What Does the Murder of Nicholas Berg Have to Do with Abu Ghraib?
The ancient myth of Prometheus connects a murdered contractor, the torture of prisoners, and the emergence of a new form of fascism in America.
The Language of Empire is a study of how and why the torture of Iraqi prisoners at Abu Ghraib was white-washed by the American media. Tracing the connections between such apparently unrelated incidents as the videotaped beheading of the American contractor Nicholas Berg and the massive siege and bombing of Fallujah—the Guernica of the 21st century—it builds a compelling case that the torture of Iraqi prisoners was not an aberration but systematic, rehearsed, and in line with the history and policies of the U.S. military.
It explains why American journalists and commentators ignored or defended what happened.
It shows that the torture was committed by Delta forces and Marines, not just low-level reservists; that it was directed at innocent civilians, not terrorists.
It proves that it had to have had high-level planning and support.
It explains why it had to be religious and sexual.
It explains how the language of multiculturalism, humanitarianism, and even feminism had to be hijacked to justify neo-colonial policies and argues that the “War on Terror” is simply propaganda used to justify an unprovoked, illegal, and savage war.
The Language of Empire shows why the law and the courts are not the answer to Abu Ghraib but a part of the problem.
Torture is the sign of the emerging police state in America.
With a calmness and clarity of purpose worthy of Virgil, Lila Rajiva leads us step-by-step into a darkness none of us want to confront. But face it we must, if we have any hope of derailing the mad machinery of death and torture unleashed on the world by the Bush Imperium. The horror chambers of Abu Ghraib have become a stomach-turning symbol of the official sadism of the Iraq war. A tragic excess, say some; the work of a demented few, say others. But Rajiva looks deeper, exposing how the perverse logic of torture has infected the language and psychology of the American imperial project, from its sycophants in the press and its evangelists in the pulpit. Her book is an unsettling expedition into the political consciousness of cruelty.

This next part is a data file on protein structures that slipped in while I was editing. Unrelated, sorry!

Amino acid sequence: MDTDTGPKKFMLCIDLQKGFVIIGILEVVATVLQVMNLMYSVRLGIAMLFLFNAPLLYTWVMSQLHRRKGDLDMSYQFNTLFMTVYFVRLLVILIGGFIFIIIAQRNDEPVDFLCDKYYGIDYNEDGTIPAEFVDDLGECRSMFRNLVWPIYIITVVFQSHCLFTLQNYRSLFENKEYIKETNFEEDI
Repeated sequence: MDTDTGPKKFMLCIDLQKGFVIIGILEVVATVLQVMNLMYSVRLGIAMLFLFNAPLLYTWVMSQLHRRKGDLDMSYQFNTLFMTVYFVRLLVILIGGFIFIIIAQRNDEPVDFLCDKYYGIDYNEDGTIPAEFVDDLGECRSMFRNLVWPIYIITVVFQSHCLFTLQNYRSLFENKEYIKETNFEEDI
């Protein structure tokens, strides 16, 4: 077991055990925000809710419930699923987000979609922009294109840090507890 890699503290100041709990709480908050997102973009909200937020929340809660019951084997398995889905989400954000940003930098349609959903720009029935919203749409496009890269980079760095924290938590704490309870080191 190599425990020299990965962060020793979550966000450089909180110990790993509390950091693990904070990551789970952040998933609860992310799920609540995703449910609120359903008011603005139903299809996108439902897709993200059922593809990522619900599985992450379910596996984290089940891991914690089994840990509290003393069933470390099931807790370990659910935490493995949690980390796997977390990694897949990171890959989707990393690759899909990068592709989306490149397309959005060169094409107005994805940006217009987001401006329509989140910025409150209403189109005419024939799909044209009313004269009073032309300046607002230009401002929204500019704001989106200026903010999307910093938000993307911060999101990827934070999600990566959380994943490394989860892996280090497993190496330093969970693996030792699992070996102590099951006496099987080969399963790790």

Lila Rajiva has written a citizen’s report on the scandal of Abu Ghraib. With the eye of a forensic scientist, she assembles material from the media and reframes it in such a compelling way that I am led to conclude that we, in the U.S., have lost our moral compass. Our government knew the extent of the damage and yet, aided by the media, managed to disguise its culpability. This book is a must-read for anyone who wants to see America become what it has not yet been.
and Darker Nations: The Rise and Fall of the Third World
There can be no mistaking the putrid stench clinging to the events, processes and mentality described with the eloquence of excruciating precision in this fine study by Lila Rajiva. It is that of Nazism, by any other name. Hence, like the good Germans before us, today’s good Americans bear an unequivocal obligation—morally, legally, and in every other sense—to do whatever is necessary to expose the myriad Eichmanns, large and small, residing within our ranks. As The Language of Empire makes abundantly clear, to shirk such responsibility is to forfeit claim to any humanity we might still possess.
and On the Justice of Roosting Chickens
Table of Contents
- Graphic Evidence I: Photographs
- Framing a Narrative I: Politics as the Personal
- Framing a Narrative II: Politics as Law
- Graphic Evidence II: Videotape
- Context I: The Violence of Virtue
- Theater of Pain
- Context II: Virtual Violence
- The Torture Trompe L’Oeil
- Tower of Babel